Many of us wonder how birds know when to migrate and are concerned that if we leave certain feeders out, such as hummingbird feeders, the birds will be encouraged to stay. This simply isn’t true, so let me tell you how birds that we have enjoyed over the spring and summer months know it’s time to return to their wintering grounds.
Light is the first indication, days are becoming shorter and shadows are lengthening. Natural food sources are also diminishing, sending the birds further south where it’s more readily available. Cooler temperatures are starting to creep in indicating a change of season. Birds’ instincts take in all of these factors which tell them it’s time to leave their breeding grounds and begin the great journey south.
What can you expect to see during the last weeks of September? Plenty of warblers are flitting through parks, forest edges and meadows. If you’re planning to scout out these beauties, make sure you take a field guide so you can distinguish between the many species.
Are you curious why blue jays are flying in sizable flocks? Blue Jays are considered partial migrators travelling no further than a few hundred miles. Studies have shown the majority who migrate are young with fewer adults. This doesn’t happen every year, so there’s no rhyme or reason to when they will make this trip again.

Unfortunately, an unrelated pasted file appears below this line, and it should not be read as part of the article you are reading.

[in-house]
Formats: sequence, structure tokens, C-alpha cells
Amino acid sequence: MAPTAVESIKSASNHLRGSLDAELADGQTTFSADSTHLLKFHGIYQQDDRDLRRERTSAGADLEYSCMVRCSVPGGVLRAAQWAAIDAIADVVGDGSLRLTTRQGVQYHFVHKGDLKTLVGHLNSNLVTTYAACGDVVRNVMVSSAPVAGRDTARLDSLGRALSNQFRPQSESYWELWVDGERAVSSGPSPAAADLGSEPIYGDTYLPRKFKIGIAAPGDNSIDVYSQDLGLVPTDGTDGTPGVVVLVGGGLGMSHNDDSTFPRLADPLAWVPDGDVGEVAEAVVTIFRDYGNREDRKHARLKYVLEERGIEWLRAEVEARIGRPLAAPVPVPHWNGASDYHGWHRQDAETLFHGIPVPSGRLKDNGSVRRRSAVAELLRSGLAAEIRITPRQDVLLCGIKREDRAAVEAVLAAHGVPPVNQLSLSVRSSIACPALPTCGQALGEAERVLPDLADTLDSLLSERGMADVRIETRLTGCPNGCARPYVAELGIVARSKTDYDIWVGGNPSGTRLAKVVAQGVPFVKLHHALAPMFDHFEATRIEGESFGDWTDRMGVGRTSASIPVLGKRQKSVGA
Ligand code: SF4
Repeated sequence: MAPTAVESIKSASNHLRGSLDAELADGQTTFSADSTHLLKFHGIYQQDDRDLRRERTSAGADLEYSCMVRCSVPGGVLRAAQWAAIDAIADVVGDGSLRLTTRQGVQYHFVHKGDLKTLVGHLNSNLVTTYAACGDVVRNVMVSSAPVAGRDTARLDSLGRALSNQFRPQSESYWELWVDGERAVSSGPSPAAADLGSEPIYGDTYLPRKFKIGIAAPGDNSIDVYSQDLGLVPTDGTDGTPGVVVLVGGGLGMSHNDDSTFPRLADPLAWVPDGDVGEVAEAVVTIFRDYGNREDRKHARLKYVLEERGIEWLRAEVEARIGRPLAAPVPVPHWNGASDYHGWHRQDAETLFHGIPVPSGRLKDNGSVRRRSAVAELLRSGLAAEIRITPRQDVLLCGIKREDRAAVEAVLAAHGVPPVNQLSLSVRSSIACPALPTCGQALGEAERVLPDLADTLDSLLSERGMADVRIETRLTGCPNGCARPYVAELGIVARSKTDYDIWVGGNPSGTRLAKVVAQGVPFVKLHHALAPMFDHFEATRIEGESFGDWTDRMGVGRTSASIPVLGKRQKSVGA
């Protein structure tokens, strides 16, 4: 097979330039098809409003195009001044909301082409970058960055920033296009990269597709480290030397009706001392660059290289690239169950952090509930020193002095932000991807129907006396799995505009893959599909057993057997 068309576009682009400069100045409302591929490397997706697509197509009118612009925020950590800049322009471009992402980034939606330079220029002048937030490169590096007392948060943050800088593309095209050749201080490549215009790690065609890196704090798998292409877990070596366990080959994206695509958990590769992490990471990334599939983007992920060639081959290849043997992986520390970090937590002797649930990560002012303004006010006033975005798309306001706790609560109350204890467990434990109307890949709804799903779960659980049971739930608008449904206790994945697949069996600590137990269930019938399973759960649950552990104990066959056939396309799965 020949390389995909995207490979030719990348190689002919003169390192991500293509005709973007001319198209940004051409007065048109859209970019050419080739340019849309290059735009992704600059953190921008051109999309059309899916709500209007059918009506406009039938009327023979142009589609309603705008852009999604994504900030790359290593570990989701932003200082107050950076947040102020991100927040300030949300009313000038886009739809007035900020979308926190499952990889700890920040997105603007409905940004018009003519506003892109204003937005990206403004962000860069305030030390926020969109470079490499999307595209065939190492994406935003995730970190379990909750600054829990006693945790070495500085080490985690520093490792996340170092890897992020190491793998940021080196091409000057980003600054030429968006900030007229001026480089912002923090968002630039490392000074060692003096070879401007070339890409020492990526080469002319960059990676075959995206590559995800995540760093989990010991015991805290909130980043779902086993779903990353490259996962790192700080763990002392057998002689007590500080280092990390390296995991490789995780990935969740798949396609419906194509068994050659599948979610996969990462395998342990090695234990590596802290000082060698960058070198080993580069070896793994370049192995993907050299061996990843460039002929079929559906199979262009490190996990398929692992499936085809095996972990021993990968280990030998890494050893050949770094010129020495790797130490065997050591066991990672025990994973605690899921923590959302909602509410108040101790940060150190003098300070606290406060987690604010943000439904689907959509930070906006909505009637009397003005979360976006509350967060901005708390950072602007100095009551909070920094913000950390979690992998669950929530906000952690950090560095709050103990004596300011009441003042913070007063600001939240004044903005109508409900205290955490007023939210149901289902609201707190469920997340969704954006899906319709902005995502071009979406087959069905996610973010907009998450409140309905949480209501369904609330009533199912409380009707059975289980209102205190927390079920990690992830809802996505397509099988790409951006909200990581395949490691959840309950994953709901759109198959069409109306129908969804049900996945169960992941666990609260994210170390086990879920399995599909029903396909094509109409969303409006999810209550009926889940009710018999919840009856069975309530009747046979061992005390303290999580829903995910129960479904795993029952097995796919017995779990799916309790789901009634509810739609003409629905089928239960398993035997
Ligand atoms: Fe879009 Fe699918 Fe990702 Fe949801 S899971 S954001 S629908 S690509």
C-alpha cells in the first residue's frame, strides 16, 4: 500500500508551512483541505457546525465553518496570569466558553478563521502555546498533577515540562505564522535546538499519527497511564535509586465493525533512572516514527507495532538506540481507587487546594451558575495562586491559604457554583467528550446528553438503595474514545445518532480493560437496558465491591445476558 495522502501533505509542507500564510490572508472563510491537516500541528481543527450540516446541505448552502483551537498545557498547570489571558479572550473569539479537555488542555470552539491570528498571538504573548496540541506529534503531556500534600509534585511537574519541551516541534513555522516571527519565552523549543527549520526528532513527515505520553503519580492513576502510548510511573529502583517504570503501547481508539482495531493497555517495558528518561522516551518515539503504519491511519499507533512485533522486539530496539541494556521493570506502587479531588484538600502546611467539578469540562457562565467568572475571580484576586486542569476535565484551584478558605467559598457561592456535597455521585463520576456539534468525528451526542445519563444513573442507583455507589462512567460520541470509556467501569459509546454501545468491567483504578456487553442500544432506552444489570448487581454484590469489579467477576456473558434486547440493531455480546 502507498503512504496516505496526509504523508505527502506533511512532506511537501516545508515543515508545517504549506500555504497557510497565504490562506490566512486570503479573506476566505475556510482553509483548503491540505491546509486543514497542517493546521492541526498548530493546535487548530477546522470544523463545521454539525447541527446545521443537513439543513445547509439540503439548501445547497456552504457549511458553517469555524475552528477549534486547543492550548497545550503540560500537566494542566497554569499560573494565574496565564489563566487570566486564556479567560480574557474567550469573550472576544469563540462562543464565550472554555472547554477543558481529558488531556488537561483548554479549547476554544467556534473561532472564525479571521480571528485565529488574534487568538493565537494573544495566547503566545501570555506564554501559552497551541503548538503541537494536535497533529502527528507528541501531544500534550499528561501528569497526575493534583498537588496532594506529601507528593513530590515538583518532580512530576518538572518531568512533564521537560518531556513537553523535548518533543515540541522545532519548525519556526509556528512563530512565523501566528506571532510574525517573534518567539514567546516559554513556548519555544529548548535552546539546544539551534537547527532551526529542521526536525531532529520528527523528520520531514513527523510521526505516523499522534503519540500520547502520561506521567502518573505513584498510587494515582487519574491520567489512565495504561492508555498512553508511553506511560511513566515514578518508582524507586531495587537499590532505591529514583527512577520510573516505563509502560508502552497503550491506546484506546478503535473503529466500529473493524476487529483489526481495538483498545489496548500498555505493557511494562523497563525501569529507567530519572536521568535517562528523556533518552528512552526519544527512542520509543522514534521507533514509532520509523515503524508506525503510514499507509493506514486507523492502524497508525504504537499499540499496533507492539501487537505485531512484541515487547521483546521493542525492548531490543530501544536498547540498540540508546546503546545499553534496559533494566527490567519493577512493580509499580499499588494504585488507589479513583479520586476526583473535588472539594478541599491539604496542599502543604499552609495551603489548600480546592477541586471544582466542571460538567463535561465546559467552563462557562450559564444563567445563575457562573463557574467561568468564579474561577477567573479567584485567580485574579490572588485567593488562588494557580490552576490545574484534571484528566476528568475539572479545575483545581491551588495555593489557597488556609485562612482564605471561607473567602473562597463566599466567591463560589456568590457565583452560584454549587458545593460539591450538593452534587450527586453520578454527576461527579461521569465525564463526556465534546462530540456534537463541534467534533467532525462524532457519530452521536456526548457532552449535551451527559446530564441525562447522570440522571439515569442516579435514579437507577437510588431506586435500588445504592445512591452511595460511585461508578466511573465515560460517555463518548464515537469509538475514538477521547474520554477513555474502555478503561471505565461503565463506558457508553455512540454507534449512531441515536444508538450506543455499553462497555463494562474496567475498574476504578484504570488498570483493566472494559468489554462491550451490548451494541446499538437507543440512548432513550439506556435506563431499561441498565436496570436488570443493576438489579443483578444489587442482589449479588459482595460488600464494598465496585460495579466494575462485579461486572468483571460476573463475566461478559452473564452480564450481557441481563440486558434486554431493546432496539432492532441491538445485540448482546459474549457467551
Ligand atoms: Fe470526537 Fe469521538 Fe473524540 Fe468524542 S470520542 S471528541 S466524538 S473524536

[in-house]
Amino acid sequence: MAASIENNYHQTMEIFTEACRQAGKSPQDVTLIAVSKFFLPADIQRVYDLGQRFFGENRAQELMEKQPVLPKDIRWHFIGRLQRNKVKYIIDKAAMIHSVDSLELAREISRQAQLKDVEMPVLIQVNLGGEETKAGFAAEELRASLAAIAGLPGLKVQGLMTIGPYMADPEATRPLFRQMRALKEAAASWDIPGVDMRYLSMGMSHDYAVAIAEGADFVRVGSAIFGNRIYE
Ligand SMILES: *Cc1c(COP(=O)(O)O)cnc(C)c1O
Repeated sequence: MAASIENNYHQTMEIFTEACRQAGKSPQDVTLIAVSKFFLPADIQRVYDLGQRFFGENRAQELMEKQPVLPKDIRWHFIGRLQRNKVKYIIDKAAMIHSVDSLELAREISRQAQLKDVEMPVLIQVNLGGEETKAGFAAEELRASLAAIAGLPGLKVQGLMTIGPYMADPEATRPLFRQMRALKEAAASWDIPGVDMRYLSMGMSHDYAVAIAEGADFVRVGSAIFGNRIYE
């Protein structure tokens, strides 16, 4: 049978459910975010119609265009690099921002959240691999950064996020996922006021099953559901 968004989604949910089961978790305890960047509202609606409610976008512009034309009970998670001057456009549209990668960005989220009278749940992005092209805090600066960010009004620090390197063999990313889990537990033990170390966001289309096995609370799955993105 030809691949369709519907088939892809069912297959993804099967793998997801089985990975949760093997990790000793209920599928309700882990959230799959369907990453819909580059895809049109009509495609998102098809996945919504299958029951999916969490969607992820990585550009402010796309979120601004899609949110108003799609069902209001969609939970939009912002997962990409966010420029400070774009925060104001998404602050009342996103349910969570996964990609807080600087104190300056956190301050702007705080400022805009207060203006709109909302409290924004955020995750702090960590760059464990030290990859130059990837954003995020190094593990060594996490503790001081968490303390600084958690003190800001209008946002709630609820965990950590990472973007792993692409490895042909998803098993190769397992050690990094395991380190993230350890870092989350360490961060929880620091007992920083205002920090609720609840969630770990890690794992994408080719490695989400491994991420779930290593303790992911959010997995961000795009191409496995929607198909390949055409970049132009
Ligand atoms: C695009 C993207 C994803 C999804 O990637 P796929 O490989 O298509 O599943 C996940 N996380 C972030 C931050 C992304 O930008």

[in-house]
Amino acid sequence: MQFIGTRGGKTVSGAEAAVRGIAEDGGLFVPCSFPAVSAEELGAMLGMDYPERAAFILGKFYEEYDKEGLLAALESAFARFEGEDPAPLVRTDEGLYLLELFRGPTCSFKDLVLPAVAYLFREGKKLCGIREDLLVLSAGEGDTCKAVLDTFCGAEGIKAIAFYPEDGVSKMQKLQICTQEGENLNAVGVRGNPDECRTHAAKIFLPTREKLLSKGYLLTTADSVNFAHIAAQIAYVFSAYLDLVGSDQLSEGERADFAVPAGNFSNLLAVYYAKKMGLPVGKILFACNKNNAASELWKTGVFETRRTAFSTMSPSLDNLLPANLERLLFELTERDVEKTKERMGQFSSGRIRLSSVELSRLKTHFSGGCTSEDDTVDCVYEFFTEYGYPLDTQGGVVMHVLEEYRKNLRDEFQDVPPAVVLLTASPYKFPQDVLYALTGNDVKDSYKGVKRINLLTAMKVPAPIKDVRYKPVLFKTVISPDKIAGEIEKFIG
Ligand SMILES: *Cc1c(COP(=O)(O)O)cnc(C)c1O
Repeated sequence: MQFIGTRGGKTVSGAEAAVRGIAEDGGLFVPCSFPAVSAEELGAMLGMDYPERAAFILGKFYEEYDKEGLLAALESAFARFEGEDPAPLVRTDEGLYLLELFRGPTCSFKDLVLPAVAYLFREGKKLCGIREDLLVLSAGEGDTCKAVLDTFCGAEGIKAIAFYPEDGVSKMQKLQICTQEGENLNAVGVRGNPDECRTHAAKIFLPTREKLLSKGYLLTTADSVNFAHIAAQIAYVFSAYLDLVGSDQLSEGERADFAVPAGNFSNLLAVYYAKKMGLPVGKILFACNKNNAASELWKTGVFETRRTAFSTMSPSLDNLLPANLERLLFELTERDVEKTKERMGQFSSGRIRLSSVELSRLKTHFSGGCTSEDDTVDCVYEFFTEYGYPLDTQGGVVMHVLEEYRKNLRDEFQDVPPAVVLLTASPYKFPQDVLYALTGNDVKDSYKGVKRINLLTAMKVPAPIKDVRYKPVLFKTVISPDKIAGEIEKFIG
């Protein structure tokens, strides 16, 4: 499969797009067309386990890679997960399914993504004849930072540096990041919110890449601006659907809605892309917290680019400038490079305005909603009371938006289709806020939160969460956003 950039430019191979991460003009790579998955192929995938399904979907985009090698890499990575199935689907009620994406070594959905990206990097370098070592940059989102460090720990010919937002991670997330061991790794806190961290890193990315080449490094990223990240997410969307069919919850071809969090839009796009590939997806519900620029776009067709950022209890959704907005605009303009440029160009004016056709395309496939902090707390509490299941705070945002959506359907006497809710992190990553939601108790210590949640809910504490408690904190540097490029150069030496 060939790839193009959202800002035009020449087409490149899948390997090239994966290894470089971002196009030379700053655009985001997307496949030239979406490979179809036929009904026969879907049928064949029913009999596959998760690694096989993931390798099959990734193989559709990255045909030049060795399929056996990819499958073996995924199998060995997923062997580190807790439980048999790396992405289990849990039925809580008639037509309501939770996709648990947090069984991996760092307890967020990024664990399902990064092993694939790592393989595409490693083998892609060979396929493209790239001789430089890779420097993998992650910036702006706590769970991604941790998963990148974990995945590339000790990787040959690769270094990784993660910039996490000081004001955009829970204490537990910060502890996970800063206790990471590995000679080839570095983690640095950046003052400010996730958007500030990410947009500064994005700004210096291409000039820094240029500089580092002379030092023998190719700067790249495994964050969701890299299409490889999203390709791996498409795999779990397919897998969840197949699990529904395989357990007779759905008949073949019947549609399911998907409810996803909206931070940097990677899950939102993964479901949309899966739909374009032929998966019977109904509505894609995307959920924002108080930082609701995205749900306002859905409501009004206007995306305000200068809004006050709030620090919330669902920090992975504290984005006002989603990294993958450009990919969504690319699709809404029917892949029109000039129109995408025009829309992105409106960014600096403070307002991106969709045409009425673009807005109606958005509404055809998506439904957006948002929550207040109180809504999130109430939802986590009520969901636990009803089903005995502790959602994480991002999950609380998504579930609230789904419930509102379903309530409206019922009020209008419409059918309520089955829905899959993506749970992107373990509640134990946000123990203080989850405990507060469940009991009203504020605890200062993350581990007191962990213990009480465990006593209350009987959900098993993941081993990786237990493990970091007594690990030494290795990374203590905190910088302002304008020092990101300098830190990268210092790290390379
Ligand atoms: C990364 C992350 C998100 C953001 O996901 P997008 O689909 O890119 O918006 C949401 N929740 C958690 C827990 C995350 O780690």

Canada Geese are also moving in their familiar V formation. But wait, they seem like they’re going in the wrong direction. You’re likely seeing family groups in search of agricultural fields to feed in. In late summer after their molts are completed and the young are able to fly longer distances, they can be seen flying in any and every direction. Canada Geese will be seen in larger flocks, going in the right direction, south, by late October through early November.
Turkey Vultures meander high in the skies in loose groups as they commence on their southern journey. Many species of hawks have begun their migration. Substantial numbers of these raptors can be seen at hawk watches throughout the region. South of our border at Cape May Point, New Jersey, more than 11,000 sharp-shinned hawks were documented in one day.
This time of year, often referred to as Indian Summer, is an excellent time to hike through conservation areas and local trails. While enjoying the early fall colours, we are able to take pleasure in the spectacle of migrating birds as they pass through different parts of Ontario. Take advantage of this beautiful season, grab your binoculars and spend time outdoors taking in the scenery and keeping an eye to the sky!
By Jane Paradis